“In the future, there will be no female leaders. There will just be leaders.” 
― Sheryl Sandberg

What My Company's Values Taught Me About My Own

What My Company's Values Taught Me About My Own

Written by Jessica Dunbar

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For some companies, core values are total bullshit. They’re lip service, a box to check, a pretty set of canvases to hang in the lobby of their corporate offices. For others, they’re substantive. They’re the litmus test by which executives and employees make daily decisions; the backbone of the organization.

My company is the latter, and it has taught me more about my own personal values than I would have ever imagined.

Let me admit: I’ve never been one to buy into the “values” thing. My career—having started around the same time the Great Recession ended—was mostly a product of circumstance. Try as I might to design it, I was still bound by the constraints of a slowly recovering economy. Companies weren’t thinking about much other than bottom lines, and the people-first mentality that is so prevalent these days hadn’t quite taken hold yet. But I didn’t mind. I needed an income, and that was it. I hadn’t yet realized I could expect more than that.

I didn’t buy into the idea of company values until I interviewed with the organization I work for today. The CEO—who just happened to be my interviewer (no pressure)—always found a way to bring our conversation back to the company’s core values. When discussing their strategic vision, he’d mention how things like “great design” plays such an integral role in our competitive advantage. When we discussed benefits, he’d discuss the importance of “living balanced” and “pursuing growth and learning.” When chatting about what sets the company apart from other employers, he was quick to point to the value, “think green.”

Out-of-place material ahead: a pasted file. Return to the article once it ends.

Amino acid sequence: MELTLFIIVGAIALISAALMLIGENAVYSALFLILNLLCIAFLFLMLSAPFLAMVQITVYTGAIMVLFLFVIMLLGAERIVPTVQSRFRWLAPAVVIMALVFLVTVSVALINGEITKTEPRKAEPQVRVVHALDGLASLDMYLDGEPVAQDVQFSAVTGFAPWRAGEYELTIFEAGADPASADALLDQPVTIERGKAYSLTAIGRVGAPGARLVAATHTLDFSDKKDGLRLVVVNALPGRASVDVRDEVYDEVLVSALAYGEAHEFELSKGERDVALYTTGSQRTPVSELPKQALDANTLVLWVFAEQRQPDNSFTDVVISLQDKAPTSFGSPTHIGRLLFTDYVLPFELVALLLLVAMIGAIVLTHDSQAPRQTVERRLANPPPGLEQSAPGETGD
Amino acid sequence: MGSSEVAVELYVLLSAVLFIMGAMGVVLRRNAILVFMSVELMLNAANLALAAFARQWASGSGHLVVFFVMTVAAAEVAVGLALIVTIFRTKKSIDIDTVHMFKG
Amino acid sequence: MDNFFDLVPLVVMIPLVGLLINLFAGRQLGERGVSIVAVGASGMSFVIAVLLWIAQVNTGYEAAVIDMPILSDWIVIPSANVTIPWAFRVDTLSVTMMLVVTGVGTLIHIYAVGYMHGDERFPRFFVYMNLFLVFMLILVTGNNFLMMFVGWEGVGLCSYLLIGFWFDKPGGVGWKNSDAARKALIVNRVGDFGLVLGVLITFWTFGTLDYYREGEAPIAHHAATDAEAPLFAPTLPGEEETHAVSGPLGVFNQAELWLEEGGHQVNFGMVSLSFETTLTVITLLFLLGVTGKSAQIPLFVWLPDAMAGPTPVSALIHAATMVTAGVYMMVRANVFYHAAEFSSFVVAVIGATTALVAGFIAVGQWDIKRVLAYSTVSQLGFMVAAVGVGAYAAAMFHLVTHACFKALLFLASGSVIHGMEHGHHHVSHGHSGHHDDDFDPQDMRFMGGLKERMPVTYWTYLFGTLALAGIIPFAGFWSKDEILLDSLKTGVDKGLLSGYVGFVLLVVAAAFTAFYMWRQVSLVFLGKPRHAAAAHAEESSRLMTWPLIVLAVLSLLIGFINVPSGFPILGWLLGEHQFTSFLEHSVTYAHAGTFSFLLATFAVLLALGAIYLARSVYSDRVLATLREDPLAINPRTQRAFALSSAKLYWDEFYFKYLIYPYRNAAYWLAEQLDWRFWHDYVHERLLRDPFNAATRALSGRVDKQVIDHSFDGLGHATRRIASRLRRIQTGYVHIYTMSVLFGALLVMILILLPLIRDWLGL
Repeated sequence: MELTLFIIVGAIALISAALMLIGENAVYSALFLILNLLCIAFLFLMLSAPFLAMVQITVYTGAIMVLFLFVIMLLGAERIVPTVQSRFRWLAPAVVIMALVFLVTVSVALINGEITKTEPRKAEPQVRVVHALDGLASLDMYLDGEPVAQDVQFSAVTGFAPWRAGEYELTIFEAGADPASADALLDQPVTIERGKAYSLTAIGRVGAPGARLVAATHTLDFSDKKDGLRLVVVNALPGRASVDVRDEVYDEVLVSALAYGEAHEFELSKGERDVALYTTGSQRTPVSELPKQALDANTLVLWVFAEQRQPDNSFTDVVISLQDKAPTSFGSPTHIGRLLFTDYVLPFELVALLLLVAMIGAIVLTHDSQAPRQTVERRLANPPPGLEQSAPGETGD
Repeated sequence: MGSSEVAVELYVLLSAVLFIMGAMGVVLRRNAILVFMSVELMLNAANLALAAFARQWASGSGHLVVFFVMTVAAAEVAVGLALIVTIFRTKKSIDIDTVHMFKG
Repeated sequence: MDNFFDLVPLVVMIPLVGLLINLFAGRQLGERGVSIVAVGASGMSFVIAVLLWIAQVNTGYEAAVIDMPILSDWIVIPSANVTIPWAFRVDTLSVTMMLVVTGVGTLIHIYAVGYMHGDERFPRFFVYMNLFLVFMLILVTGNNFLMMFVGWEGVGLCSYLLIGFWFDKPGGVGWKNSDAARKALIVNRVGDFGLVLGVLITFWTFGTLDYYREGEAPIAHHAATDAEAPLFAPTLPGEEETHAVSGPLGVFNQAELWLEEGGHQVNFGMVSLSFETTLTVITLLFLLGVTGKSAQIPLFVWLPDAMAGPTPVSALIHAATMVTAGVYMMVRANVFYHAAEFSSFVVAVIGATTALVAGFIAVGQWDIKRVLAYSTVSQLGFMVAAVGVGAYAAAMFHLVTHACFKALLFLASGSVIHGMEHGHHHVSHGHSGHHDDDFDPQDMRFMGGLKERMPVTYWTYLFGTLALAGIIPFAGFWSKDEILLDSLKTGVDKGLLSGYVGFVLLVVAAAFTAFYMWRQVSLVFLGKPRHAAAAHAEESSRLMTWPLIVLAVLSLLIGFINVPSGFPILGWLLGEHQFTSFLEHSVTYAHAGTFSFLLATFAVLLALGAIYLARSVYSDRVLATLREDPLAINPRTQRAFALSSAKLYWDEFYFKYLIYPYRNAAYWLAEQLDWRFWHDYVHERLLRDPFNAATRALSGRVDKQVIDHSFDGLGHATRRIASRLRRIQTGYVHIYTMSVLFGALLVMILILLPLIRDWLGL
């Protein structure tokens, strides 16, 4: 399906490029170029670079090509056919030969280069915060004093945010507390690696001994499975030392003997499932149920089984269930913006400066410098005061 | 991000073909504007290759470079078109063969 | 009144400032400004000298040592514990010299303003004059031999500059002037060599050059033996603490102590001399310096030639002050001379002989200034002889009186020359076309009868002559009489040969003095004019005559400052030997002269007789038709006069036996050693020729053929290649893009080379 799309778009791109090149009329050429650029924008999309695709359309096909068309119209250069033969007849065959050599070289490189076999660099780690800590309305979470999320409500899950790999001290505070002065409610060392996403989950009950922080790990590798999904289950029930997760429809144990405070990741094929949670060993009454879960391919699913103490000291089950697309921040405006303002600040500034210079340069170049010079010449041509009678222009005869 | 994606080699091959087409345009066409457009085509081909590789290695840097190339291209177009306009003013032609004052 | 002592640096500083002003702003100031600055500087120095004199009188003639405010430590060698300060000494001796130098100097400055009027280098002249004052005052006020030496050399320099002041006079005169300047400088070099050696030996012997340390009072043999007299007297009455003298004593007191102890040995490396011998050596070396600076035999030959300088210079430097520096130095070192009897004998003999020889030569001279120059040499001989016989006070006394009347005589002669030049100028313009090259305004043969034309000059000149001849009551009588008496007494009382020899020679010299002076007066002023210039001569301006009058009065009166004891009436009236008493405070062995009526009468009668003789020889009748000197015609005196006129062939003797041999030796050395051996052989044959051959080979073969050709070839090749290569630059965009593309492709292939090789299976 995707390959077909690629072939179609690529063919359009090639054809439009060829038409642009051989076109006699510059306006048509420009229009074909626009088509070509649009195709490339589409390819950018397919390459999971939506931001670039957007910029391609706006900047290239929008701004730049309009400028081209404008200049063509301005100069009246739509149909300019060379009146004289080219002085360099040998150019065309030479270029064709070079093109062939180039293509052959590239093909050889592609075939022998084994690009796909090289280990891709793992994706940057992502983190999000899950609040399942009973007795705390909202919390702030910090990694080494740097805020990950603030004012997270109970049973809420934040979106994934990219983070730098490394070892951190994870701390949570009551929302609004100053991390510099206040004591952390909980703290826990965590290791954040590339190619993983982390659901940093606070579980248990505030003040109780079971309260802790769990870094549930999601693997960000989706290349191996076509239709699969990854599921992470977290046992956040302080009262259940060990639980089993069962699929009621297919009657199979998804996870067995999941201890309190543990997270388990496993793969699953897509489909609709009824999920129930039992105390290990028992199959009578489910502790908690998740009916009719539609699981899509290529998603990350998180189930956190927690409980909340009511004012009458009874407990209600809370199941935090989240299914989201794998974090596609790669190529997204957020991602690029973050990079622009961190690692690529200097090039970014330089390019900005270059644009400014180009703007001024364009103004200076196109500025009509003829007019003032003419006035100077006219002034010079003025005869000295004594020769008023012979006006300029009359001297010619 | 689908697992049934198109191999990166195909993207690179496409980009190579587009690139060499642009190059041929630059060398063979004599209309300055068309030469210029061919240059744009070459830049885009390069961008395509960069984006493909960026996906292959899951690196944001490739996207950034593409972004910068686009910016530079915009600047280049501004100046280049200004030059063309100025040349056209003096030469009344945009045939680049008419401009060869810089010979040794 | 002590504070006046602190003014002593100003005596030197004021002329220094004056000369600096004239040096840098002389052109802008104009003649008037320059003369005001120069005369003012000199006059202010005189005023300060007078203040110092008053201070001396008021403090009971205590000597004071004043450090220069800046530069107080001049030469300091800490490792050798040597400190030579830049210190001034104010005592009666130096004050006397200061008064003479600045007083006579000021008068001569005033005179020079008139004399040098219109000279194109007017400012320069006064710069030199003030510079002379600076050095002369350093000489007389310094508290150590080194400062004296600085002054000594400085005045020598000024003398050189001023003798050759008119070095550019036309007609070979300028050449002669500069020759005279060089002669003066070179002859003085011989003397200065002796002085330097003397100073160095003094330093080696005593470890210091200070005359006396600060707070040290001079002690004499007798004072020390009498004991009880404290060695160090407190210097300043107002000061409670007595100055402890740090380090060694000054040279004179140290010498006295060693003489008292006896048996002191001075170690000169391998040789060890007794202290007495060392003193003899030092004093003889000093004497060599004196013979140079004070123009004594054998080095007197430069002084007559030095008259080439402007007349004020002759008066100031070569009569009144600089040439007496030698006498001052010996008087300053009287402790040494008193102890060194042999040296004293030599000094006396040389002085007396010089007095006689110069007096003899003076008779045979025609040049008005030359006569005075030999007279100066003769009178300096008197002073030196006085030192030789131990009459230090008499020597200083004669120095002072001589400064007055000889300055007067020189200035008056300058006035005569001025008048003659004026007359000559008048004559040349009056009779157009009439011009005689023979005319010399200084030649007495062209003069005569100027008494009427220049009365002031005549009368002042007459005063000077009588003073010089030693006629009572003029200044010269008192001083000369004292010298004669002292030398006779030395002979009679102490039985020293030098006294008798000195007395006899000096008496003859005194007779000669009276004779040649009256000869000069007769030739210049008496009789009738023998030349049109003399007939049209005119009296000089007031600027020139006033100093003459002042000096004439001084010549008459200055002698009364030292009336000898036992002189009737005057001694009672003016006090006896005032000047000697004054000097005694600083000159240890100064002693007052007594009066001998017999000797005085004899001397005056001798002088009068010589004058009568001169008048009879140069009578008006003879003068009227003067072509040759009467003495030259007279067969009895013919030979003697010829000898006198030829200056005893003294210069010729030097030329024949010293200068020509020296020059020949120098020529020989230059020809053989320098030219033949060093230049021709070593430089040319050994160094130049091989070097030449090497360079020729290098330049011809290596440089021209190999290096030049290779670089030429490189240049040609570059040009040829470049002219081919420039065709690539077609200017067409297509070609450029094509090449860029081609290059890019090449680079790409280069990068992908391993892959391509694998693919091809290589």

After much consideration, I accepted the position. Now, after nearly two years as their marketing manager, I can safely say that the company is not bullshitting anyone when it comes to their core values; they’re the real deal. Every decision we make, from high-level strategic decisions down to what kind of toilet paper we buy (I’m not kidding) is all backed by a value. Spend one day in our offices and you’ll hear: That makes sense. And it aligns with [core value goes here].

For as much as I’ve learned to appreciate company values, I’ve also learned a thing or two about my own personal values. And yours, too.

Here’s the thing about values: you have them, whether you know it or not.

What you may not have is a set of defined values, meaning you haven’t put a name to them yet. To start identifying them, think very hard about your habitual actions, and then find the common themes from there. Sit down, grab a pen, and start writing. Be honest with yourself. For instance, avoid suggesting that one of your values is honesty if you just lied to a client about why you missed a deadline.

And don’t worry: If you don’t like what you’ve written, you can always work toward adopting different—even better—values as you go. Don’t borrow anyone else’s values because they sound good. Put in the hard work to bring clarity to your own.

Not all values are created equal. There are good values, and there are bad ones.

If you value honesty, you may be prone to telling the truth. If you value kindness, you may be prone to choosing your words carefully for the sake of empathy and compassion. If you value integrity, you may be prone to taking ownership of your actions. These are good values, and if they apply to you, bravo. You’re probably a fairly decent human being.

If you value self-importance, you may be prone to interrupting others or steering conversations back to your own personal anecdotes or objectives. If you value complacency, you may be prone to doing the bare minimum to get by. If you value intolerance, you may be prone to making homophobic, racist, or sexist statements.

Find people whose values align with yours.

The old adage that “opposites attract” is wrong. Your goal—whether you are searching for a new career, friends, or even a life partner—is to find others whose values align with your own. In psychological terms, this helps reduce what we call cognitive dissonance, or the stress that is a direct result of believing one thing and acting in a way that contradicts those beliefs.

I’m thriving in my current career because my values closely mirror those of my company’s. Because what I value and what my company values aligns so well, I’m able to make decisions with a high degree of certainty that I’m doing right not only by the company, but also myself.

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Jessica has been a Jacksonville Beach, FL local for 11 years. By day, she works as a professional marketer/copywriter, and by night, she’s busy planning her next adventure. Having visited 23 countries in just a few years, this is her advice: travel far, pack light, and try everything.

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